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Bill Nye Talks Extraterrestrial Life: 'It's Gotta Exist'

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posted on May, 30 2015 @ 12:16 AM
a reply to: Tearman

First off, have you ever heard of extremophiles??

That's just a myth. In fact there has been many places where people have said conditions were to hostile for life to exist and guess what, they found life!

An extremophile (from Latin extremus meaning "extreme" and Greek philiā (φιλία) meaning "love") is an organism that thrives in physically or geochemically extreme conditions that are detrimental to most life on Earth.

Astrobiology is the field concerned with forming theories, such as panspermia, about the distribution, nature, and future of life in the universe. In it, microbial ecologists, astronomers, planetary scientists, geochemists, philosophers, and explorers cooperate constructively to guide the search for life on other planets. Astrobiologists are particularly interested in studying extremophiles, as many organisms of this type are capable of surviving in environments similar to those known to exist on other planets. For example, Mars may have regions in its deep subsurface permafrost that could harbor endolith communities.[citation needed] The subsurface water ocean of Jupiter's moon Europa may harbor life, especially at hypothesized hydrothermal vents at the ocean floor.

On 26 April 2012, scientists reported that lichen survived and showed remarkable results on the adaptation capacity of photosynthetic activity within the simulation time of 34 days under Martian conditions in the Mars Simulation Laboratory (MSL) maintained by the German Aerospace Center (DLR).[17][18]

On 29 April 2013, scientists in Rensselaer Polytechnic Institute, funded by NASA, reported that, during spaceflight on the International Space Station, microbes seem to adapt to the space environment in ways "not observed on Earth" and in ways that "can lead to increases in growth and virulence".[19]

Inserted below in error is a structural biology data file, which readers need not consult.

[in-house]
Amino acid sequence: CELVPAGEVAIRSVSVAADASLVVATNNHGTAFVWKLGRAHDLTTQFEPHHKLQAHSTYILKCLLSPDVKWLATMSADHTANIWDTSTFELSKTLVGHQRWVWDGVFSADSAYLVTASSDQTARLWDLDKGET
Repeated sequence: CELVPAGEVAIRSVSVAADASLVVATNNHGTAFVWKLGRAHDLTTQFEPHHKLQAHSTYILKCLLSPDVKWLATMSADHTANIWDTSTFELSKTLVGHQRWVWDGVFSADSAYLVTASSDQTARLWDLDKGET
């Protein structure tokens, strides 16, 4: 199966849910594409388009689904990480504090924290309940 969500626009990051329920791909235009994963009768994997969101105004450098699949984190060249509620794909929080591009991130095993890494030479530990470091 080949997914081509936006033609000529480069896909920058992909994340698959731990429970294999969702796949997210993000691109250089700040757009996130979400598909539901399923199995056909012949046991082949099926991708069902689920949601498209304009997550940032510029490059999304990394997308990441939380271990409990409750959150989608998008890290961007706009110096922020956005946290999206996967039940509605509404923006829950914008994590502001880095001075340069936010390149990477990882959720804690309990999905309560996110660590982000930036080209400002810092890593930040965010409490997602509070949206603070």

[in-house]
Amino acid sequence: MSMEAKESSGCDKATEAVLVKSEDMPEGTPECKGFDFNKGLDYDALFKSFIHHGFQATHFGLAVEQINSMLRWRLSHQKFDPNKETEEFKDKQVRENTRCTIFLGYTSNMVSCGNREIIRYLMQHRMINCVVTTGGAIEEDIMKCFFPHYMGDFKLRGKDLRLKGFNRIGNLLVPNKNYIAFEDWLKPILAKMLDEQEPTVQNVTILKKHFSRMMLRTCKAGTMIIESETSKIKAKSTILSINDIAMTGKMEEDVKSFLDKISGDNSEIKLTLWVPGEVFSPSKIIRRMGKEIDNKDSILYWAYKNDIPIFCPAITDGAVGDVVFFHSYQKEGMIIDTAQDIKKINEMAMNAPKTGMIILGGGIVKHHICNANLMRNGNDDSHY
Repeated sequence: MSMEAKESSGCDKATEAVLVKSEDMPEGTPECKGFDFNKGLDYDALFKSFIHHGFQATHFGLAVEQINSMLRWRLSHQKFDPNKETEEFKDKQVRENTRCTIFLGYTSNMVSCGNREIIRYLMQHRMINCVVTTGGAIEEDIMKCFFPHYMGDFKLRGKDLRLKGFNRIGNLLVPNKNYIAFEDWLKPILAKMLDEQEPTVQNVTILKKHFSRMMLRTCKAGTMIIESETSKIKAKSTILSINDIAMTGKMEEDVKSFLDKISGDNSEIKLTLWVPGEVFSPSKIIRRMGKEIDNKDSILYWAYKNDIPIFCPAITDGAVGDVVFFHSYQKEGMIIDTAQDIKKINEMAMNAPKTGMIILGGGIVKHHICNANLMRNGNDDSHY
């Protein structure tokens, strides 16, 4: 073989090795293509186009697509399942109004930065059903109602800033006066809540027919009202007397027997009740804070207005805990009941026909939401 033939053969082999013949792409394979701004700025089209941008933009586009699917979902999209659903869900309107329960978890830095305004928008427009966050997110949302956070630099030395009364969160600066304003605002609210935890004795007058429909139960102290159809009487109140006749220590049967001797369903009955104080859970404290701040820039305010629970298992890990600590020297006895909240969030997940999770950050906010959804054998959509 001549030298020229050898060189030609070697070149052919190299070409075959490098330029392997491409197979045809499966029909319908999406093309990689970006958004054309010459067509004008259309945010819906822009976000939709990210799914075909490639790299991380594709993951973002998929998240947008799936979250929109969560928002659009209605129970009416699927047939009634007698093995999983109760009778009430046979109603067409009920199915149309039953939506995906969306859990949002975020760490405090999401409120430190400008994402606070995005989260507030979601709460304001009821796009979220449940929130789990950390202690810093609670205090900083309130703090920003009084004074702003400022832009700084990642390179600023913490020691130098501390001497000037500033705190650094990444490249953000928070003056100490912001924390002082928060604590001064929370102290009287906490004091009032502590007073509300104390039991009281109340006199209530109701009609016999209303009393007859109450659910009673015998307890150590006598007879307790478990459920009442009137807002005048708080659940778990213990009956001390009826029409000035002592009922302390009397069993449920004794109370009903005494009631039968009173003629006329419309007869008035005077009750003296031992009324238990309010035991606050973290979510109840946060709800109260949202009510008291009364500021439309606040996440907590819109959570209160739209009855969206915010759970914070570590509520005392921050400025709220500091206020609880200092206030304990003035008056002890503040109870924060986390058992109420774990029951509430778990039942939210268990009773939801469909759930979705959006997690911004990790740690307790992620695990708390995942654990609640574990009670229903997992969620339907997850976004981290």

On 19 May 2014, scientists announced that numerous microbes, like Tersicoccus phoenicis, may be resistant to methods usually used in spacecraft assembly clean rooms. It's not currently known if such resistant microbes could have withstood space travel and are present on the Curiosity rover now on the planet Mars.[20]

On 20 August 2014, scientists confirmed the existence of microorganisms living half a mile below the ice of Antarctica.[21][22]

On 20 August 2014, Russian cosmonauts reported finding sea plankton on outer window surfaces of the International Space Station and have been unable to explain how it got there.[23][24][25][26]

Also, the universe is fine tuned to produce life just like stars, galaxies or comets based on the constants of nature. Show me how the universe couldn't produce life based on the constants of nature. How couldn't the universe produce stars and galaxies based on the constants of nature?

If you're going to say the universe wasn't fine tuned for life you have to show based on the constants of nature how the universe had any other choice but to produce life.
edit on 30-5-2015 by neoholographic because: (no reason given)

posted on May, 30 2015 @ 05:27 AM

originally posted by: Legman
a reply to: Harte

GOD, I thought I was going crazy or just stupid after reading all of this.

You'll get a lot of that around here.
Welcome to ATS.


posted on May, 31 2015 @ 12:59 PM

originally posted by: neoholographic
If you're going to say the universe wasn't fine tuned for life you have to show based on the constants of nature how the universe had any other choice but to produce life.